Among interpreters it is usual to claim, with tongue firmly in cheek, that interpretation is the world’s second-oldest profession. In Spain, for example, the term “interpret” has been found in documents dating back to the 16th century featuring Adlige Malinche, an enslaved Nahua woman who acted as an intermediary between natives and the Spanish Conquistadores. The traditional interpretation technique is bilateral or consecutive, in which the discussion is split into segments for the interpreter to convert into the target language when the speaker pauses or finishes talking.

The first attempts at simultaneous translation were made after the 1920s, with this being the technique used during the Nuremberg Trials after the Second World War. This technique has gained ever more ground on consecutive translation and is the form used in congresses, conferences and radio and television broadcasts and, more recently, in conference calls and videoconferences.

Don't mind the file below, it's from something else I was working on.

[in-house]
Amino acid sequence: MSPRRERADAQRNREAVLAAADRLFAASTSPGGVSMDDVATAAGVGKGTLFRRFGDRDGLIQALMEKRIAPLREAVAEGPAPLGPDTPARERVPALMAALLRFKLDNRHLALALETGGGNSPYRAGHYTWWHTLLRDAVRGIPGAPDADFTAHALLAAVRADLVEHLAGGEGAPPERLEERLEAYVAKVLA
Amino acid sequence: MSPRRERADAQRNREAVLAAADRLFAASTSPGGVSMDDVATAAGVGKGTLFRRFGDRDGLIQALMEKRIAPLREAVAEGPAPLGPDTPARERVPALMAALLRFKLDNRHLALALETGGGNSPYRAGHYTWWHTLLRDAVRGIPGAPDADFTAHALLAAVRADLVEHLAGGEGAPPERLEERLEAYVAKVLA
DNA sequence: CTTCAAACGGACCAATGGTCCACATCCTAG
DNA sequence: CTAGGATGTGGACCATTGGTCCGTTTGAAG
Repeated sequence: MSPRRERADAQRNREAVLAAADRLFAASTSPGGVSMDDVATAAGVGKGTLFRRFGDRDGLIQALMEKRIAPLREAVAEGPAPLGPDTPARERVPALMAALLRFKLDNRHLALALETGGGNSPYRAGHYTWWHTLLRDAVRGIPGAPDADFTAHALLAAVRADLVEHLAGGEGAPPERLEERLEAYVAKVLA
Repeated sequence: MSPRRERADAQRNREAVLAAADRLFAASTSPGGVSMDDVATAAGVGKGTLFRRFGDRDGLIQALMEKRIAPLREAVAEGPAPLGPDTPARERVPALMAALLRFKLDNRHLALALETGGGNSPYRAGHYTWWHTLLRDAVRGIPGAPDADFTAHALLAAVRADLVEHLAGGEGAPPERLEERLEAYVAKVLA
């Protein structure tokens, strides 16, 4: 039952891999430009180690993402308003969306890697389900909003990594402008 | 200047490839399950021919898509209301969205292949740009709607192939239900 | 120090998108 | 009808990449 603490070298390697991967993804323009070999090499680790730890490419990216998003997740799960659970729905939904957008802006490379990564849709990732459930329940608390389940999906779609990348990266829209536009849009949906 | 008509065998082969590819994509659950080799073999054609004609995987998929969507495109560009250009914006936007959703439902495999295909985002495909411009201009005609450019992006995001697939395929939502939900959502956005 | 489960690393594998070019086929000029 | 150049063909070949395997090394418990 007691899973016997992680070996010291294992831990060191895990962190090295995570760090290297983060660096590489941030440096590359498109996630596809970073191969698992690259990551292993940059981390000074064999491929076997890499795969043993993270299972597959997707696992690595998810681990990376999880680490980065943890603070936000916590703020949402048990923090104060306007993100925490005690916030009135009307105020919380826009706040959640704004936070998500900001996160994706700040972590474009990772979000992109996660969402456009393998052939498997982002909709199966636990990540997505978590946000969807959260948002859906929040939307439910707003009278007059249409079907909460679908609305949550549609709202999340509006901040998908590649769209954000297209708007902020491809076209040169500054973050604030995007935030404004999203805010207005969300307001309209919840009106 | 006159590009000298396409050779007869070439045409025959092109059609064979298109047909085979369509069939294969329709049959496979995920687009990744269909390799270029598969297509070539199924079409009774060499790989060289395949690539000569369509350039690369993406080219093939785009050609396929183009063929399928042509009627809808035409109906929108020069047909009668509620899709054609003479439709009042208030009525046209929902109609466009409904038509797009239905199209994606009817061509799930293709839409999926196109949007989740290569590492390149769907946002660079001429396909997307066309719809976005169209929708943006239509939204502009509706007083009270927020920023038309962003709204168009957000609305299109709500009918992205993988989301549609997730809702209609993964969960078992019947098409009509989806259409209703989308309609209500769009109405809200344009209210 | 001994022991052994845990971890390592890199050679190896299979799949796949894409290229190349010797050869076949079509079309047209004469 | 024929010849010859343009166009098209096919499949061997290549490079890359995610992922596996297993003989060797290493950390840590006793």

The European Commission is presently the world’s biggest employer of interpreters, followed by the European Parliament and the European Court of Justice, which employ hundreds of staff and interpreters who work in the EU’s 24 official languages.

Conference interpreters who work with Traductanet are highly experienced professionals who work on various forms of interpretation, especially simultaneous and consecutive interpretation, and are specialists in a wide range of topics.


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